The theophany of Sinai is, according to Walter Brueggemann, "originary for Israel as a community of faith," a "trigger for all that follows." This experience of the "unmediated Presence of Yahweh" undergirds all subsequent mediated modes of presence in the priestly cult, the role of Moses, and the Torah (Theology of the Old Testament, Minneapolis: Fortress Press, 1997, p568-70). Understandably, therefore, the priestly editors of the book of Exodus have inserted in the text precisely at this point God's directions for the construction of the tabernacle in which Yahweh is to be worshiped, an account which "blends the ancient tradition of the tent of meeting . . .  and the later view of the structure and adornments of Solomon's temple" (The New Oxford Annotated Bible, New York: Oxford University Press, 1991, p. 103, n. 25.1-37). Zion and its temple are indeed visible on the horizon, already from Sinai; in this matter, the church's sighting of it from the story of the transfiguration is no innovation. But its presence there looms more ambiguously and threatening than the Psalmists' praise of its holiness might lead us to expect.


The Psalmist tells us that Zion is the seat of royal power; but as Matthew's narrative has already made us aware, Jesus' march toward Jerusalem is shadowed by his insistence that he goes there to die. Indeed, the summoning of Moses and Elijah to the mountain of transfiguration in and of itself constitutes a premonition of this outcome. As Belden Lane observes,


The mountain narratives of Moses and Elijah had situated each of them within a context of loneliness and rejection. In going to meet God on the mountain, the one had been scorned by his people, who demanded a golden calf to worship (Ex. 32:1). The other had been threatened by Jezebel, who’d sworn herself to vengeance (I Kings 19:2). In both cases, their “seeing of God” on the mountain was but an interlude in an ongoing struggle, given at a time when the absence of God seemed for them most painfully real (Belden C. Lane, The Solace of Fierce Landscapes: Desert and Mountain Spirituality, New York: Oxford University Press, 1998, p. 135).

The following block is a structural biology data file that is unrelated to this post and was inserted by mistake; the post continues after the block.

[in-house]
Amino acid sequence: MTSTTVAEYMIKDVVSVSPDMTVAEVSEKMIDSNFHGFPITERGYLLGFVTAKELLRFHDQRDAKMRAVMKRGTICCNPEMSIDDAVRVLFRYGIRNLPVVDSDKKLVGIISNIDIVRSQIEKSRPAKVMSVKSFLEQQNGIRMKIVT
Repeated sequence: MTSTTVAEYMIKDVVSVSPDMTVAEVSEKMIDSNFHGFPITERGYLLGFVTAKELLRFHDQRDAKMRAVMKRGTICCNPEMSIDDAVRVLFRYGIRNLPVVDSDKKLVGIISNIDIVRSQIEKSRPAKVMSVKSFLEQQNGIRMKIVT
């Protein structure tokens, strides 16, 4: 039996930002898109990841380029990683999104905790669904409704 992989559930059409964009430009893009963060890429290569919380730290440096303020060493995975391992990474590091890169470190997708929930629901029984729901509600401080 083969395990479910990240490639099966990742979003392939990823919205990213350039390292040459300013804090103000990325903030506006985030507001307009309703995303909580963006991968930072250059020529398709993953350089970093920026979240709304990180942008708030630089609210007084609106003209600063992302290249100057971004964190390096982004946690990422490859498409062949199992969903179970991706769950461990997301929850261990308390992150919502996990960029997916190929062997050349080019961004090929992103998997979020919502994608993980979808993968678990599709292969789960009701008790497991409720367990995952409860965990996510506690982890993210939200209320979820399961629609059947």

The very location of the mountain of transfiguration locates the event within this theo-political struggle:  


“[F]ar from the corridors of influence in Jerusalem (or Egypt, for that matter), [both Sinai and Tabor] defy the authority of the state, “clashing with every royal religion enamored of image, vision, appearance, structure.” Coming to Sinai, Moses had witnessed the overthrow of oppression in Egypt.  Elijah came to the mountain fleeing the corrupt regime of Ahab, having just undermined the hegemony of Baal on Mount Carmel.

The mountain of God necessarily brings into question all claims to political power. Its iconographic imagery challenges every human structure (Lane, p. 135).


Thus, when Jesus brings to the mountain assembly his disciples Peter, James, and his brother John, we need to be mindful of what Matthew has just reported about them and their mission.


 The disciples are the fishermen Jesus has called away from their life by the sea and the hardships of fishing under the oppressive control of Roman imperial rule. Jesus has been traversing Galilee with them, teaching, healing, and feeding people as they went, a journey interspersed by repeated visits to remote areas, including both mountains and the Sea of Galilee. Matthew's reader might well be aware of this constant interest in the natural setting of this journey, which culminates in Peter’s confession that Jesus is the Messiah, followed almost immediately, however, by a bitter exchange between Jesus and Peter over Jesus’ future path to Jerusalem and the cross.  It is precisely at this point, when the opposition of his disciples to his disclosure that he will face crucifixion and death before being raised up (Matthew 16:21-28) breaks out in the open, that he ascends the mountain, leading  to the divine instruction from out of the cloud, “This is my Son, the Beloved. Listen to him.”


The second reading for this Sunday recalls the event of the Transfiguration in the voice of Peter from some time near the end of his life, apparently also in response to the religious challenge from an opponent, suggesting the ongoing relevance of this instruction in the life of the young church:  “You will do well to be attentive to this [account] as to a lamp shining in a dark place, until the day dawns and the morning star rises in your hearts.” As indeed do we. The older and wiser Peter sees the pattern shared by these interlocking narratives: these men have been in a dark place, but they are being drawn into the light. Moses, Elijah, and Jesus each went to the remote mountain after experiencing difficulty in the communities for which they are leaders. Away from the political and religious centers of society, each time the manifestation of God on the mountain lends legitimacy to their leadership in a time of conflict, and empowers their future course of action. All three emerge, as it were, from the darkness of those conflicts into the holy light on the mountain, before descending the mountain to resume their leadership according to the will of God.